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 Dice Setter Precision Shooter's Newsletter     

Volume I : Issue X - Abridged

March 2002

First, allow me to apologize for the tardiness of this month's newsletter.  I've been a bit overwhelmed, first in preparation for the March 23rd event, then trying to recuperate from it.  More on the dicesetter.com /Sharpshooter weekend later in the newsletter.   In other news, I seem to have lost my web site re-designer, so the re-launch of the site has been delayed.  I believe I've found someone else to do it so hopefully by the summer, you'll have a new site to navigate.  In the meantime, I'll continue to maintain and update the site as often as possible.

I'll be rolling out a new contributor in April, so keep an eye out for that.  It's a name you'll recognize and he has a unique perspective I think you'll enjoy.


Sharpshooter - Dicesetter.com Weekend In Las Vegas!
craps.jpg (44645 bytes)
A Retrospective

"The Weekend."  I'm not sure it could have been any more of a success.  It was an honor and a privilege to meet so many of you who I'd only previously known as a moniker or email address.  Prior to leaving I told a friend of mine some of the nicknames of those attending, Heavy, LongArm, Billy Parlay, Dominator, Engineer.... He said that it sounded more like a mob gathering than a dice class.  Anyway, one of the biggest surprises was that yoscooter could pass as my twin brother.  

Heavy was the guest speaker on Saturday.   His HOW TO TURN A $13 LOSS INTO A $313 LOSS, was fabulous.  I laughed, I cried...I thanked the lord I was ahead.  Seriously though. It was a magnificent lecture on an important topic.  One of the high points of the weekend.   (I just wish he'd written it down so I could post it for everyone to enjoy.)

Even after a long day of classroom instruction, once class was dismissed many of the participants stayed and practiced their throw in the practice boxes under the watchful eye of several of the Team Coordinators.   There were definitely some dedicated shooters in attendance.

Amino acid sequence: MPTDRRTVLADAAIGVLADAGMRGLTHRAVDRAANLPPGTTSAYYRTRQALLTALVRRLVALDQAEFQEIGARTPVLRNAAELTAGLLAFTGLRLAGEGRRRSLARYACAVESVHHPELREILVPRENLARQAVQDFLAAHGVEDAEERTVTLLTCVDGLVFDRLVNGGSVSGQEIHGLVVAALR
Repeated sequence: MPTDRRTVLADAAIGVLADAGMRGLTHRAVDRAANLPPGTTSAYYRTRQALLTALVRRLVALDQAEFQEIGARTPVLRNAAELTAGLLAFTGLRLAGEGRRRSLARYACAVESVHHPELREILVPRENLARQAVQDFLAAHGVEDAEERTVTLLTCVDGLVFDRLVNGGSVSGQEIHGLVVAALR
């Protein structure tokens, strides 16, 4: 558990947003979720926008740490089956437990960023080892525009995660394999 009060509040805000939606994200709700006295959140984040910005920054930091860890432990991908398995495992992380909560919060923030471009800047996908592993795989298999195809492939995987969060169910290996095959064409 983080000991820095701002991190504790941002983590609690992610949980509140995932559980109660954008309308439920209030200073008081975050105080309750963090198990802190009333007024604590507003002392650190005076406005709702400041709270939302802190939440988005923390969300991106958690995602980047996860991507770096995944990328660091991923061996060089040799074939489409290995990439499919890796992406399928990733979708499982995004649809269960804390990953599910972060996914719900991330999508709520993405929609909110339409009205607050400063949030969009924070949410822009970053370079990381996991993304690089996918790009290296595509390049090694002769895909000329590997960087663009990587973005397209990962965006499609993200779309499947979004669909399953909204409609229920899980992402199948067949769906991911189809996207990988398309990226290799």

One last note from "The Weekend".  Sharpshooter's book is available for pre-order!  Click the book cover to order...

 (Or click here to check out recommended books from dicesetter.com)

cover

A Dicey Situation
A roundtable discussion about dice with Heavy, Engineer, South Shore Swamie, Billy, Just Mike F & Mad Professor

Heavy

I also prefer the sand finish.  Seems to me that they "stick" to the table better with the old 'dead cat' drop.  I think many casinos prefer the gloss/clear dice because it's easier to spot a gaffed die.  You may not be aware of this - but in addition to the serial number printed on the outside of the dice, many of the clear dice have a "key" hidden inside.  Isle of Capri, in particular, uses keyed dice.  The key is generally a letter or number written on the back/inside of one of the spots on the dice.  You have to peer through the die to see it.  The most common placement for the key is behind the middle pip on the three-spot.  Flip a clear die over with the four side up and look through it - you may find a key there.  Anyway, this is another tool casinos use to make sure dice have not been switched out by players.  
 
There are also different edges available on casino dice.  You can get the razor edges or feathered edges.  I have not run across the feathered edges anywhere - so I cannot speak to how they interact with the felt.  
 
Then you get into the differences in the pips, themselves.  Most common is the flush pip.  The dice are drilled slightly and then the hole is filled with paint of the same weight/specific gravity of the dice.  The other two types you are likely to run across are the birds-eye and fish-eye spots.  For what its worth - one of the worst sessions I ever had was at an Indian casino using very old and worn birds-eye dice.  Absolutely nothing worked.  
 
Now, of course, I don't know if it had anything to do with the dice - or the fact that I was tired and couldn't seem to get it together.  But since I had such an unfortunate experience I have mentally programmed myself to avoid these babies in the future.   
 
The mind is a powerful thing - and will find a link even if there is none.

Engineer